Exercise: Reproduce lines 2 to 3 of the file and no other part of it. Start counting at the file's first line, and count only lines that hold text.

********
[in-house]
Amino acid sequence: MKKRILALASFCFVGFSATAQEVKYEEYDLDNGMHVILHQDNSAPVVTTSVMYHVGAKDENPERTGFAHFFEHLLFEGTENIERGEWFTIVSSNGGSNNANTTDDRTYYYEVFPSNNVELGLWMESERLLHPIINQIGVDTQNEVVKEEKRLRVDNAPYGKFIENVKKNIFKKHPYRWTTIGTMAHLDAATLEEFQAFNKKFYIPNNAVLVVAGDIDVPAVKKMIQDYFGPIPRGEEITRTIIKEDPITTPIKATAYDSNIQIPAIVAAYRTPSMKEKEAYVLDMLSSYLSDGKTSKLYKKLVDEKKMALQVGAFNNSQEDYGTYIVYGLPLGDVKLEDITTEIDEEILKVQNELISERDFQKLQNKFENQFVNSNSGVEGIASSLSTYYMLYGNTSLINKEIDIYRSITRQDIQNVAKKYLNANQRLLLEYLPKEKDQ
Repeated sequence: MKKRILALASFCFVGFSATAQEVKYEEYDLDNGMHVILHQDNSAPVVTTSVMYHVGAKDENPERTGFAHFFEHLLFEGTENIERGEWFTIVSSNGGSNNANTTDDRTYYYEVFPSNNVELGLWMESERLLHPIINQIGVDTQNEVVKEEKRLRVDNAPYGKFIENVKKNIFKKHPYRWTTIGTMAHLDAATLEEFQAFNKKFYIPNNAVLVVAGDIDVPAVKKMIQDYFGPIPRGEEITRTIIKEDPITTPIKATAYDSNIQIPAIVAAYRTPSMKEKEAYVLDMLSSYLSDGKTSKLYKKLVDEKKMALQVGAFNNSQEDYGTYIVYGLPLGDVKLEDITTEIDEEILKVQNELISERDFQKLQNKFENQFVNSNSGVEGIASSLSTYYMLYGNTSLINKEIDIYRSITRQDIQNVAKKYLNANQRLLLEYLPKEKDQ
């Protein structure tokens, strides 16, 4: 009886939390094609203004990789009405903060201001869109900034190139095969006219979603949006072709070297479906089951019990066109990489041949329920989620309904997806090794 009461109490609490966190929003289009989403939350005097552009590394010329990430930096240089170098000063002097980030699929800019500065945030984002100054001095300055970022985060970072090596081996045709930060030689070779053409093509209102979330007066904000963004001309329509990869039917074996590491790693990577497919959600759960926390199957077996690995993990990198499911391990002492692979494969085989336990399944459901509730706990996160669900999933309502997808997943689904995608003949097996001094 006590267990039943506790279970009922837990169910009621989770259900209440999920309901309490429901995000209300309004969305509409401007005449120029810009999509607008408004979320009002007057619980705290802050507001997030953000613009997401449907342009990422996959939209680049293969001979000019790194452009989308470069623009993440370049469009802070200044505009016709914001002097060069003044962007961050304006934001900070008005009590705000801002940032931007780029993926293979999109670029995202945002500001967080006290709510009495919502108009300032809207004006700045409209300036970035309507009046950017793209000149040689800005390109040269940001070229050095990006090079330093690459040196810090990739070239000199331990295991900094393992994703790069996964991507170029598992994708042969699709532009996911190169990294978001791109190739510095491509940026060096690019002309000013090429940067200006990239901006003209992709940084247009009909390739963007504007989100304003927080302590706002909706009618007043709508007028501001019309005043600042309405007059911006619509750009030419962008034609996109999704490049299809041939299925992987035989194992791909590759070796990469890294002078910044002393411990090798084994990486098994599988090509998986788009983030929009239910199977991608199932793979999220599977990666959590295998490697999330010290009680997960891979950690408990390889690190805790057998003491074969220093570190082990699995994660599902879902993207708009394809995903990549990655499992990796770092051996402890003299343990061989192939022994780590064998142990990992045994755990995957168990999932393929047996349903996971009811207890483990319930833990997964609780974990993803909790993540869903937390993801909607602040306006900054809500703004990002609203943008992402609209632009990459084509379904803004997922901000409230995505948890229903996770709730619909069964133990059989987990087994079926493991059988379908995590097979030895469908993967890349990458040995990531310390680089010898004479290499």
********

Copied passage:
Amino acid sequence: MKKRILALASFCFVGFSATAQEVKYEEYDLDNGMHVILHQDNSAPVVTTSVMYHVGAKDENPERTGFAHFFEHLLFEGTENIERGEWFTIVSSNGGSNNANTTDDRTYYYEVFPSNNVELGLWMESERLLHPIINQIGVDTQNEVVKEEKRLRVDNAPYGKFIENVKKNIFKKHPYRWTTIGTMAHLDAATLEEFQAFNKKFYIPNNAVLVVAGDIDVPAVKKMIQDYFGPIPRGEEITRTIIKEDPITTPIKATAYDSNIQIPAIVAAYRTPSMKEKEAYVLDMLSSYLSDGKTSKLYKKLVDEKKMALQVGAFNNSQEDYGTYIVYGLPLGDVKLEDITTEIDEEILKVQNELISERDFQKLQNKFENQFVNSNSGVEGIASSLSTYYMLYGNTSLINKEIDIYRSITRQDIQNVAKKYLNANQRLLLEYLPKEKDQ
Repeated sequence: MKKRILALASFCFVGFSATAQEVKYEEYDLDNGMHVILHQDNSAPVVTTSVMYHVGAKDENPERTGFAHFFEHLLFEGTENIERGEWFTIVSSNGGSNNANTTDDRTYYYEVFPSNNVELGLWMESERLLHPIINQIGVDTQNEVVKEEKRLRVDNAPYGKFIENVKKNIFKKHPYRWTTIGTMAHLDAATLEEFQAFNKKFYIPNNAVLVVAGDIDVPAVKKMIQDYFGPIPRGEEITRTIIKEDPITTPIKATAYDSNIQIPAIVAAYRTPSMKEKEAYVLDMLSSYLSDGKTSKLYKKLVDEKKMALQVGAFNNSQEDYGTYIVYGLPLGDVKLEDITTEIDEEILKVQNELISERDFQKLQNKFENQFVNSNSGVEGIASSLSTYYMLYGNTSLINKEIDIYRSITRQDIQNVAKKYLNANQRLLLEYLPKEKDQ